In the experiential learning cycle, time for reflection is essential, where students make meaning from the raw material of their experiences. Sometimes that reflection happens through conversation in our class group. Other times, it happens in little bursts in the midst of an activity or an interaction with a community partner, when students capture ideas, insights and questions in their journal. Almost every day, we find some time for a more extended journal write where students can make connections to earlier experiences, or to broader BCL themes. And, often, students tell us that they continue their reflection at home with family members or friends, when the real-world topics we engage in BCL connect with other parts of their lives. Wherever and whenever it happens, through reflection, we sustain our minds and spur our growth as students and life-long learners.



As we learn about the city we all call home, we discover ways to take better care of the land.  We know that we are passing through, and the original people of the Winooski River and many others have stewarded this land for thousands of years.  Learning about native peoples, native plants and origin stories help us sustain our connection to place.  Through stories and opportunities for stewardship, like helping to plant ostrich ferns in the Intervale, we also strengthen our sense of belonging here.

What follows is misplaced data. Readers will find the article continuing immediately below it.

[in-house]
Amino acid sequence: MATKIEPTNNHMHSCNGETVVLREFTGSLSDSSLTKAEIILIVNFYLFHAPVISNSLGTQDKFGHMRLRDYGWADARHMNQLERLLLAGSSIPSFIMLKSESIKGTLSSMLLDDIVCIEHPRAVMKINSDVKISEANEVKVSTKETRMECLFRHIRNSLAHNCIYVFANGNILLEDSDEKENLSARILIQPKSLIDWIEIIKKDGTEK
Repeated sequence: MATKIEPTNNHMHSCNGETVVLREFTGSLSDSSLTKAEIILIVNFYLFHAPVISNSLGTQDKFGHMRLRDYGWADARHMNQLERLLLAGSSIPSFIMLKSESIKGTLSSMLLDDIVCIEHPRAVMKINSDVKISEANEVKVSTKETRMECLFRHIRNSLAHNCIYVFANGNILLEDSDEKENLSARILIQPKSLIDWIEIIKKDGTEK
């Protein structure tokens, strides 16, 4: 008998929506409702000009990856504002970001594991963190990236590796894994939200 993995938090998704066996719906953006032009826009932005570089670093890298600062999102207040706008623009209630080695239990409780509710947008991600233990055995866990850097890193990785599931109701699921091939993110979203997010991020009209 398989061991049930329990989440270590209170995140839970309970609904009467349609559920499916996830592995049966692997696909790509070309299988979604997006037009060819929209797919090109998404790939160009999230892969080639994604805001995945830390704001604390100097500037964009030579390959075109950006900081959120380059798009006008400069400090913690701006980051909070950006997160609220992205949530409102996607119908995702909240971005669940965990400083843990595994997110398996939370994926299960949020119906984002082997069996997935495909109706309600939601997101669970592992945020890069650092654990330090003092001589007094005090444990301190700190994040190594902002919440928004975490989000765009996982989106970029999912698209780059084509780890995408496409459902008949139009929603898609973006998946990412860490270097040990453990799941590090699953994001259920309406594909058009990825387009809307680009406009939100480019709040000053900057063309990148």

Planting ostrich ferns and removing invasive garlic mustard in the Intervale



We are always exploring many aspects of community: our own community as learners, our community in the ONE Center; our Burlington community; our natural community; our Vermont community; and our world.  What does it take for us to thrive?  It certainly takes some understanding of keeping and maintaining what is good and working, while also growing and supporting each other.



The BCL Birthday Wheel was busy this quarter with several birthdays to celebrate.  Caring for each other and recognizing special milestones is also a way we sustain our relationships and connections.  Ask any BCL or BE alum about the BCL Birthday Wheel to learn about where it came from and what kinds of prizes you can win (free-range eggs, hand-knit wool sweaters, B&J coupons, bamboo pocket tissues and much more).



We make having fun part of every morning meeting with the daily activity, but we also set aside time to have fun.  Sometimes it’s more structured than other times, but often it is organic.  Students find ways to play together and laugh.  Fun is perhaps the most potent sustaining power of all. 



A couple of times each semester, we make time for synthesis activities, where we explicitly look for connections between all the different learning experiences we’ve had; and where we go deeper into the BCL themes that cut across our curriculum. We often use poster paper to draw in the voices and ideas of all students and to jump-start our discussions. The goal is always to seek out deeper learning: the big ideas that challenge and inspire us and ultimately, become a part of our emerging worldview. The dynamic nature of the synthesis exercise, done as a whole group, is essential to its success. In the process, students demonstrate their individual understanding of core concepts and show growth in critical thinking and cross-cultural understanding. The theme of sustainability typically features prominently in these activities.

That’s a glimpse into how we engage with sustainability in some of the many meanings of the word.  BE2 is coming to a close and this group has sustained a lot this spring, and we’re fortunate to have had the opportunity to gather, learn and explore together.